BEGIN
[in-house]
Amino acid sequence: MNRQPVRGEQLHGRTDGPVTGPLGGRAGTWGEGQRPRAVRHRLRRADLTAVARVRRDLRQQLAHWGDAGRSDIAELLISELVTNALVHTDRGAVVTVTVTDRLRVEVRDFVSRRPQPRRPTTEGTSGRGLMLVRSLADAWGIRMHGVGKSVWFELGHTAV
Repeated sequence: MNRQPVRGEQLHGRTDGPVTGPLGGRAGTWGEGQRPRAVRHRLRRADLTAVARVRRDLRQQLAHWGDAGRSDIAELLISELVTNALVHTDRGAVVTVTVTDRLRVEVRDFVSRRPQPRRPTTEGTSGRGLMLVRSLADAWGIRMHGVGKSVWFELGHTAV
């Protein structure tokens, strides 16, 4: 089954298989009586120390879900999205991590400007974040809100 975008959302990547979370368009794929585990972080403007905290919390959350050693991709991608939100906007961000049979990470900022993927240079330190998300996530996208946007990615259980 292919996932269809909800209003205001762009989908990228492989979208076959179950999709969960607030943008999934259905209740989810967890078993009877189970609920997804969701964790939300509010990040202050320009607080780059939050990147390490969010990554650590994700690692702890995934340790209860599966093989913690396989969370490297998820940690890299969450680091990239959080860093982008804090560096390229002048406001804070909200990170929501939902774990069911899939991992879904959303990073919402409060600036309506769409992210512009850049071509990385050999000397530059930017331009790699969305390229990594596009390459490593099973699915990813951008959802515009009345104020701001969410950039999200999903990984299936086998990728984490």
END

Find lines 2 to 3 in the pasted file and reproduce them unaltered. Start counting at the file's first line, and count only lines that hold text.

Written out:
Amino acid sequence: MNRQPVRGEQLHGRTDGPVTGPLGGRAGTWGEGQRPRAVRHRLRRADLTAVARVRRDLRQQLAHWGDAGRSDIAELLISELVTNALVHTDRGAVVTVTVTDRLRVEVRDFVSRRPQPRRPTTEGTSGRGLMLVRSLADAWGIRMHGVGKSVWFELGHTAV
Repeated sequence: MNRQPVRGEQLHGRTDGPVTGPLGGRAGTWGEGQRPRAVRHRLRRADLTAVARVRRDLRQQLAHWGDAGRSDIAELLISELVTNALVHTDRGAVVTVTVTDRLRVEVRDFVSRRPQPRRPTTEGTSGRGLMLVRSLADAWGIRMHGVGKSVWFELGHTAV